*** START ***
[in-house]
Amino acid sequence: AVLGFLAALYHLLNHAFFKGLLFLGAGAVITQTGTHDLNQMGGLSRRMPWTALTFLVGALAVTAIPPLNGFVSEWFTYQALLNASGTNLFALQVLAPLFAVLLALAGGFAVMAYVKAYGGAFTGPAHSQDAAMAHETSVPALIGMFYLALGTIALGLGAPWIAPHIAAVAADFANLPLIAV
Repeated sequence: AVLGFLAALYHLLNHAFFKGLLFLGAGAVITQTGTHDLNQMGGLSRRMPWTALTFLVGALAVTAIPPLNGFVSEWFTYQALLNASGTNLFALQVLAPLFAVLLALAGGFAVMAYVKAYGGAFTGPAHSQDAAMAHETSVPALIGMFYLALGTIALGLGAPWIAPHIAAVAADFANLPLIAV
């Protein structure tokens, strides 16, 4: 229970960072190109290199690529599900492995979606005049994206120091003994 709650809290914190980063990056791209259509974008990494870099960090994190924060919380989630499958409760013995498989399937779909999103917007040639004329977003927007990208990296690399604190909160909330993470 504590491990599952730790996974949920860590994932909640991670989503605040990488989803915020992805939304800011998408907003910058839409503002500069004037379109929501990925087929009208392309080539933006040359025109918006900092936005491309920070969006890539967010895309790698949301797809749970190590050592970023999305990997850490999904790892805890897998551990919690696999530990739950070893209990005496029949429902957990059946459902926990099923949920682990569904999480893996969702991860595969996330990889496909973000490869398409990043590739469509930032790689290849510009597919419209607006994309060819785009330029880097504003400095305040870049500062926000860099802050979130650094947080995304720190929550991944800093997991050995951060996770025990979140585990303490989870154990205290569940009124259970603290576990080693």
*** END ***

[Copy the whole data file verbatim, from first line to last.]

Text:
[in-house]
Amino acid sequence: AVLGFLAALYHLLNHAFFKGLLFLGAGAVITQTGTHDLNQMGGLSRRMPWTALTFLVGALAVTAIPPLNGFVSEWFTYQALLNASGTNLFALQVLAPLFAVLLALAGGFAVMAYVKAYGGAFTGPAHSQDAAMAHETSVPALIGMFYLALGTIALGLGAPWIAPHIAAVAADFANLPLIAV
Repeated sequence: AVLGFLAALYHLLNHAFFKGLLFLGAGAVITQTGTHDLNQMGGLSRRMPWTALTFLVGALAVTAIPPLNGFVSEWFTYQALLNASGTNLFALQVLAPLFAVLLALAGGFAVMAYVKAYGGAFTGPAHSQDAAMAHETSVPALIGMFYLALGTIALGLGAPWIAPHIAAVAADFANLPLIAV
């Protein structure tokens, strides 16, 4: 229970960072190109290199690529599900492995979606005049994206120091003994 709650809290914190980063990056791209259509974008990494870099960090994190924060919380989630499958409760013995498989399937779909999103917007040639004329977003927007990208990296690399604190909160909330993470 504590491990599952730790996974949920860590994932909640991670989503605040990488989803915020992805939304800011998408907003910058839409503002500069004037379109929501990925087929009208392309080539933006040359025109918006900092936005491309920070969006890539967010895309790698949301797809749970190590050592970023999305990997850490999904790892805890897998551990919690696999530990739950070893209990005496029949429902957990059946459902926990099923949920682990569904999480893996969702991860595969996330990889496909973000490869398409990043590739469509930032790689290849510009597919419209607006994309060819785009330029880097504003400095305040870049500062926000860099802050979130650094947080995304720190929550991944800093997991050995951060996770025990979140585990303490989870154990205290569940009124259970603290576990080693």